From a piece by John C. Wright, from a few years ago: In none of the stories I just mentioned, even stories where the image of Our Lord in His suffering nailed to a cross is what drives back vampires, is any mentioned made of the Christ. Is is always an Old Testament sort of God ruling Heaven, or no one at all is in charge. So why in Heaven’s name is Heaven always so bland, unappealing, or evil in these spooky stories? I can see the logic of the artistic decisions behind these choices, honestly, I can. If I were writing these series, I would have (had only I been gifted enough to do it) done the same and for the same reason. It is the same question that George Orwell criticized in his review of THAT HIDEOUS STRENGTH by CS Lewis. In the Manchester Evening News, 16 August 1945, Orwell writes that the evil scientists in the NICE [the National Institute of Coordinated Experiments, who are the Black Hats of the yarn] are actually evil magicians of a modern, materialist bent, in communion with ‘evil spirits.’ Orwell comments: Mr. Lewis appears to believe in the existence of such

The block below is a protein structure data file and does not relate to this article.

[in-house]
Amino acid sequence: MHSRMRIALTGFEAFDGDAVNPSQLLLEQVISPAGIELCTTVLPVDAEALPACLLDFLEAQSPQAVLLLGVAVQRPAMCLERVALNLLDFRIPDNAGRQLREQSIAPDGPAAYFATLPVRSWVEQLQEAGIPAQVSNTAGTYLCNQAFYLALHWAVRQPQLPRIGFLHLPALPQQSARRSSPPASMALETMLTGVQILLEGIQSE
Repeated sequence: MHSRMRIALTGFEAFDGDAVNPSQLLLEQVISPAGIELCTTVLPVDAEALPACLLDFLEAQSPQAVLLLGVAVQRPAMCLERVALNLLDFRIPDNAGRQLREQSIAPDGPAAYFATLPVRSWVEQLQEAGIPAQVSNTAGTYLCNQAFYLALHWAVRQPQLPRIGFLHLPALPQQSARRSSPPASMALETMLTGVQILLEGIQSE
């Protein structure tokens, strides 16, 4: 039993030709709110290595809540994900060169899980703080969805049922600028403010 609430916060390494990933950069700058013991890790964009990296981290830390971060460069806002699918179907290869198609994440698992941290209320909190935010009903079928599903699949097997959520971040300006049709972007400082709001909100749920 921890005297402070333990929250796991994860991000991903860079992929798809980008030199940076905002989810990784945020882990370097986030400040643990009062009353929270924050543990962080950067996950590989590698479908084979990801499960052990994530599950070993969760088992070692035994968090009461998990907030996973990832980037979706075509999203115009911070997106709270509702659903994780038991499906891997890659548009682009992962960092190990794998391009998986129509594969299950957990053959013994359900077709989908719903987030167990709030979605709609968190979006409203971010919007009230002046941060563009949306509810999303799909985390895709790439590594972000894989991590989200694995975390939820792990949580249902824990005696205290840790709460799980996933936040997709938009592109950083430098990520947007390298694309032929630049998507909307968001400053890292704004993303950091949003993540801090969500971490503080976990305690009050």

As I mentioned in a previous post, I often do some reading in the target genre prior to and during working on a book. Now, I don’t really read a lot in the horror genre, with the exception of some Lovecraft, and Larry Correia’s Monster Hunter International and Jim Butcher’s Dresden Files, while involving monsters, aren’t really horror per se (though they are similar enough to what I write; there probably wouldn’t be a Jed Horn series without MHI). But in the workup for Older and Fouler Things, I finally picked up a book I’ve been meaning to read for a while, Residue, by Steve Diamond. Short version: it is phenomenal.
Edit 2 is finished, and the preorder for the Kindle version of Older and Fouler Things is up! It will release on September 22. In the meantime, here’s a look at Chapter 4. Oh, and there’s a cover, too. Paul didn’t show up to breakfast, even though it was pretty late in the morning, and the sounds and smells of frying bacon and eggs were permeating the entire house. After the events of the previous night, that was a matter of some concern. I was about to go check on him, but Eryn put a hand on my arm. “Let me get him,” she said quietly. “If he’s as traumatized as I think he might be, a gentle voice will probably help him a little more. No offense, hon, but you’re better at the ‘shooting monsters’ part, and I’m better at the ‘comforting victims afterward’ part.” I just nodded, and stepped back. I was still hovering in the hallway, though, and I still had my .45 on my hip. The combination of Magnus’ reaction to him, the eerie activity at the witching hour that morning, and his silence and absence at breakfast were not serving to make me particularly comfortable.